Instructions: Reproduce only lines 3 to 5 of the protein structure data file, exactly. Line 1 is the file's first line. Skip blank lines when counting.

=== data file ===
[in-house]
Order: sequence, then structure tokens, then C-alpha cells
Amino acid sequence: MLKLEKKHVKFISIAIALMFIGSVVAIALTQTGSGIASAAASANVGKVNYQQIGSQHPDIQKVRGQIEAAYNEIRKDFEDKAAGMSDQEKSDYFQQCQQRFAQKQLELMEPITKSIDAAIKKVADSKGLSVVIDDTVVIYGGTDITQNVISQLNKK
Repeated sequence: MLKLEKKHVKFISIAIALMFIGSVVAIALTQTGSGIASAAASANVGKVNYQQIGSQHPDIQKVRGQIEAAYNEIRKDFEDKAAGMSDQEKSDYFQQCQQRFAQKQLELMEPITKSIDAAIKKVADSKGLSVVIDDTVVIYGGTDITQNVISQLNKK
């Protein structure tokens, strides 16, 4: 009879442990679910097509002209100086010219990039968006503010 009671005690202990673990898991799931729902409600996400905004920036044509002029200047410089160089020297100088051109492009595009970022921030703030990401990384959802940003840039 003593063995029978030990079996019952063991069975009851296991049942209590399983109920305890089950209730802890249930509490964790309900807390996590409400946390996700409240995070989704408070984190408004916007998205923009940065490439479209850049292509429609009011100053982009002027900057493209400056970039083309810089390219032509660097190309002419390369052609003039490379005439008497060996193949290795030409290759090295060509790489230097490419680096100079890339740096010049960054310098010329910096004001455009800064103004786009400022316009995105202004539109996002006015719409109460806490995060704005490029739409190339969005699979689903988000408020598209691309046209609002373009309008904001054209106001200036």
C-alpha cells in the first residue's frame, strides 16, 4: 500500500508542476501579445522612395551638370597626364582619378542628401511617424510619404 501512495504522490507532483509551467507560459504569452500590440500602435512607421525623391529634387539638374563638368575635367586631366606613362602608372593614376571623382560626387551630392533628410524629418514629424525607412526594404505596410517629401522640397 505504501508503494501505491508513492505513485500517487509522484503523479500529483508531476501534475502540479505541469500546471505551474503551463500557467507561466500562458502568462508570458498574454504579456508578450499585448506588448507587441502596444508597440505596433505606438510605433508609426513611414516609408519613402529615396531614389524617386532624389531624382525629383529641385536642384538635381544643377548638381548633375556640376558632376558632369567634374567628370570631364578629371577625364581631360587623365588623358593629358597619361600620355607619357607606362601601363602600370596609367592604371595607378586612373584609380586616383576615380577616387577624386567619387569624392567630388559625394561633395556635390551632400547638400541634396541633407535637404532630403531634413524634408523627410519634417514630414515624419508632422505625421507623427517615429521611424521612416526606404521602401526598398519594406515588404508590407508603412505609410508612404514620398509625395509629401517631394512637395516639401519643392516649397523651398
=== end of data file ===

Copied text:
Amino acid sequence: MLKLEKKHVKFISIAIALMFIGSVVAIALTQTGSGIASAAASANVGKVNYQQIGSQHPDIQKVRGQIEAAYNEIRKDFEDKAAGMSDQEKSDYFQQCQQRFAQKQLELMEPITKSIDAAIKKVADSKGLSVVIDDTVVIYGGTDITQNVISQLNKK
Repeated sequence: MLKLEKKHVKFISIAIALMFIGSVVAIALTQTGSGIASAAASANVGKVNYQQIGSQHPDIQKVRGQIEAAYNEIRKDFEDKAAGMSDQEKSDYFQQCQQRFAQKQLELMEPITKSIDAAIKKVADSKGLSVVIDDTVVIYGGTDITQNVISQLNKK
């Protein structure tokens, strides 16, 4: 009879442990679910097509002209100086010219990039968006503010 009671005690202990673990898991799931729902409600996400905004920036044509002029200047410089160089020297100088051109492009595009970022921030703030990401990384959802940003840039 003593063995029978030990079996019952063991069975009851296991049942209590399983109920305890089950209730802890249930509490964790309900807390996590409400946390996700409240995070989704408070984190408004916007998205923009940065490439479209850049292509429609009011100053982009002027900057493209400056970039083309810089390219032509660097190309002419390369052609003039490379005439008497060996193949290795030409290759090295060509790489230097490419680096100079890339740096010049960054310098010329910096004001455009800064103004786009400022316009995105202004539109996002006015719409109460806490995060704005490029739409190339969005699979689903988000408020598209691309046209609002373009309008904001054209106001200036």